A forum for family, friends and carers of pancreatic cancer patients

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Joined: Wed Dec 13, 2017 11:31 am

My Lovely mum

Postby Honey759 » Wed Dec 13, 2017 2:08 pm

My mum who is 82 next week has just been diagnosed with pancreatic cancer. She has severe arthritis and Parkinson’s disease but at the moment remains independent in her own home
The oncologist offered chemotherapy but she has turned this down, which I do agree with as she wants to carry on going out and about with her friends and not held back by the main side effect of tiredness
The plan is to rescan the first week in January then see the oncologist again mid January
I know everyone is different but I’m so anxious about what the future holds for my mum and wondered if anyone has any thoughts to share with me
Thanks for reading

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Joined: Mon Feb 02, 2015 5:35 pm

Re: My Lovely mum

Postby Veema » Wed Dec 13, 2017 4:16 pm

Hi Honey,

It's hard to say what the future holds, as everyone's disease progresses differently. I'm sure you know that the statistics are really poor. I'd suggest reading Marmalade's thread 'our journey without chemo' as that will give you some insights along a similar path as your mum is taking. We followed the path of 'fight it with all our might', and we had 2 years with loads of chemo and surgery.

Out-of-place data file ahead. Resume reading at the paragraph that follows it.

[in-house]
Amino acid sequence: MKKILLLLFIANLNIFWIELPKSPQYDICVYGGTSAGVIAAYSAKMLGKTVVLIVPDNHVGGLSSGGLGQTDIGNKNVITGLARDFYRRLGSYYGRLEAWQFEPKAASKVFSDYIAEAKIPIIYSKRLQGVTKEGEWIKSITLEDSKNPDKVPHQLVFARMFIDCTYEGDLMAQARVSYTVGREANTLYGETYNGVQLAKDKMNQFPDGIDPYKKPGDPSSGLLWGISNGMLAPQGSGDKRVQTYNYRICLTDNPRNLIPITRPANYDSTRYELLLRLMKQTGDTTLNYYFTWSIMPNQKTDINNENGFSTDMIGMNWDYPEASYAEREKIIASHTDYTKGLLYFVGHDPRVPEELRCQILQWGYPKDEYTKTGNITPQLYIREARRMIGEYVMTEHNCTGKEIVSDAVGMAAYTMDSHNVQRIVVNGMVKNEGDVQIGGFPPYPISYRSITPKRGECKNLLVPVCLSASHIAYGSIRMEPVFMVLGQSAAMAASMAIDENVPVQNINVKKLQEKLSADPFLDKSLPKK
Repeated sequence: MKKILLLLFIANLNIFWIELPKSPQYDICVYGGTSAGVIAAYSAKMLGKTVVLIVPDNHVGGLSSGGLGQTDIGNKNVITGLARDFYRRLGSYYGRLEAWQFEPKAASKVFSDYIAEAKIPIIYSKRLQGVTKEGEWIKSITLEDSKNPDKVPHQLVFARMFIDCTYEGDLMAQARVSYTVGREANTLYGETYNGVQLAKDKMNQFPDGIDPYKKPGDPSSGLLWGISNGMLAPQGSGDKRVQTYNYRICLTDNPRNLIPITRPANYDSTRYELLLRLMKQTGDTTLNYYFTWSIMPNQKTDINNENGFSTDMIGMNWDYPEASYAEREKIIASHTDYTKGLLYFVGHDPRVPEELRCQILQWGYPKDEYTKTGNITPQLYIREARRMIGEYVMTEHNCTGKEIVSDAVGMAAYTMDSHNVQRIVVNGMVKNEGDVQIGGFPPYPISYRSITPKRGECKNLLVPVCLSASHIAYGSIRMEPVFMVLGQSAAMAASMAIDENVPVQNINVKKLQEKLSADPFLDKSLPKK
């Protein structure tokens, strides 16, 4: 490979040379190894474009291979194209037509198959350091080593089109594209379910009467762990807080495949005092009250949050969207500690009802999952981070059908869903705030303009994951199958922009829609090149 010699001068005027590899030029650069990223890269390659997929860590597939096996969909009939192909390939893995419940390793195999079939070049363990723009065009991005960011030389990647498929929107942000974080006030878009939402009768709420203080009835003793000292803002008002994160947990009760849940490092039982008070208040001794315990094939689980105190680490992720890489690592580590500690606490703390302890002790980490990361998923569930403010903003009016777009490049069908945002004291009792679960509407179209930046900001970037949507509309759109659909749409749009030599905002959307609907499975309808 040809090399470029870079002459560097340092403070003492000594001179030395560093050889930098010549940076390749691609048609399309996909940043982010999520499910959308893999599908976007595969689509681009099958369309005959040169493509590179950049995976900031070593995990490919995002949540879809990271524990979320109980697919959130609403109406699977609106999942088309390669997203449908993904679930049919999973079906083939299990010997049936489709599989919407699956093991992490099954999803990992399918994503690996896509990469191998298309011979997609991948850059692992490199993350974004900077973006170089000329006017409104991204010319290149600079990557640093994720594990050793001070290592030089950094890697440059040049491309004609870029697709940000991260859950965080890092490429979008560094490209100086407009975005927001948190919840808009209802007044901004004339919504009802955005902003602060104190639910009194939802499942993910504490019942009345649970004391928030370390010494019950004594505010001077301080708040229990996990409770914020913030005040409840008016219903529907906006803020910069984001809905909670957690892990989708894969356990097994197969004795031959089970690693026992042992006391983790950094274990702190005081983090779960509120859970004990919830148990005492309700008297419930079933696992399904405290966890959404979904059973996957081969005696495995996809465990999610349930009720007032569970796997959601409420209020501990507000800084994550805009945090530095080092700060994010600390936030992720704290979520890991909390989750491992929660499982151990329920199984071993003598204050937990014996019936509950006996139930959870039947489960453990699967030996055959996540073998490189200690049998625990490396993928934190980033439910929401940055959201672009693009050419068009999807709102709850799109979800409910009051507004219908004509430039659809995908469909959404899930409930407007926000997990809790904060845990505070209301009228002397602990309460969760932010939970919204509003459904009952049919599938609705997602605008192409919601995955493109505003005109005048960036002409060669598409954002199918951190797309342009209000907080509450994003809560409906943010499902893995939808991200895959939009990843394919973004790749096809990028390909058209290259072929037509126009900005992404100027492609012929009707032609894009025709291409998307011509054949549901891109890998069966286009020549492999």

Pain is common, but should be managed. I'd get the palliative care team on board (Macmillan or hospice or whomever does it in your area) as they are great at liaising between all the professionals and will also advise on any benefits available...she will definitely be entitled to attendance allowance if she doesn't already get that for her other medical issues.

Lots of strength as you face this...we say it's a rollercoaster ride...lits of ups and downs. I hope she manages a good quality of life, however long she has left.

Any questions, post away.


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Re: My Lovely mum

Postby Marmalade » Wed Dec 13, 2017 9:43 pm

Hi Honey,

Welcome to the forum. No one wants to be here but it provides a wonderful support network for patients, family and carers. I am sure you will find it helpful.

Veema has already pointed you to my thread but as she says, everyone is different and it can be a real roller coaster ride, if you read other threads you will see that people can be quite poorly and come back and have a few good weeks or months which is why it is difficult to say exactly how things might progress. I think your Mum is great, she is obviously going to get the best she can out of life while she has it. Veema is also right about developing a relationship with the local hospice or palliative care team early on. They are brilliant at pain management and they often run courses for both patients and carers which help with confidence, give information on managing diet, exhaustion, breathing and pain and massage, finances and other important things. It all helps so if it is offered please give out a try.

I hope you will find the forum helpful and that you keep posting and let us know how you are getting along. No one will ever judge you on here and we all understand the fear, anger and anxiety which many feel.

Best wishes

Marmalade x